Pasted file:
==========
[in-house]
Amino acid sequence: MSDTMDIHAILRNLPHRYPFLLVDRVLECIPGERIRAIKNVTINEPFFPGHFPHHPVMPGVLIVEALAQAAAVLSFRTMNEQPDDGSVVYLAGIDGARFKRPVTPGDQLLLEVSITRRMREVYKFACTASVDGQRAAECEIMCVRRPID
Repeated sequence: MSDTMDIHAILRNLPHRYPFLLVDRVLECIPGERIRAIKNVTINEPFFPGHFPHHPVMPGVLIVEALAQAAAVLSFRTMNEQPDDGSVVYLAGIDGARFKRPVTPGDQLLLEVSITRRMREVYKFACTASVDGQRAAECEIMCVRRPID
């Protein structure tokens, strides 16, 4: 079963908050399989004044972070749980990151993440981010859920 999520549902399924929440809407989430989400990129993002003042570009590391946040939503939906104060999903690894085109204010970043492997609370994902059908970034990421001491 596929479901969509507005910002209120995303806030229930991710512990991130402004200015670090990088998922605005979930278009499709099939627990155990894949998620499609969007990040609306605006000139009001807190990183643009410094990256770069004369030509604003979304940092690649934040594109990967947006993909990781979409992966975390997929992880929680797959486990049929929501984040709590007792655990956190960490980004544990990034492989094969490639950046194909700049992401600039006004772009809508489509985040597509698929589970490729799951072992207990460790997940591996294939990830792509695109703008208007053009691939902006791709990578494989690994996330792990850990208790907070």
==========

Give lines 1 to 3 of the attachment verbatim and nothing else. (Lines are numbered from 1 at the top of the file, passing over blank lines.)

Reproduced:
[in-house]
Amino acid sequence: MSDTMDIHAILRNLPHRYPFLLVDRVLECIPGERIRAIKNVTINEPFFPGHFPHHPVMPGVLIVEALAQAAAVLSFRTMNEQPDDGSVVYLAGIDGARFKRPVTPGDQLLLEVSITRRMREVYKFACTASVDGQRAAECEIMCVRRPID
Repeated sequence: MSDTMDIHAILRNLPHRYPFLLVDRVLECIPGERIRAIKNVTINEPFFPGHFPHHPVMPGVLIVEALAQAAAVLSFRTMNEQPDDGSVVYLAGIDGARFKRPVTPGDQLLLEVSITRRMREVYKFACTASVDGQRAAECEIMCVRRPID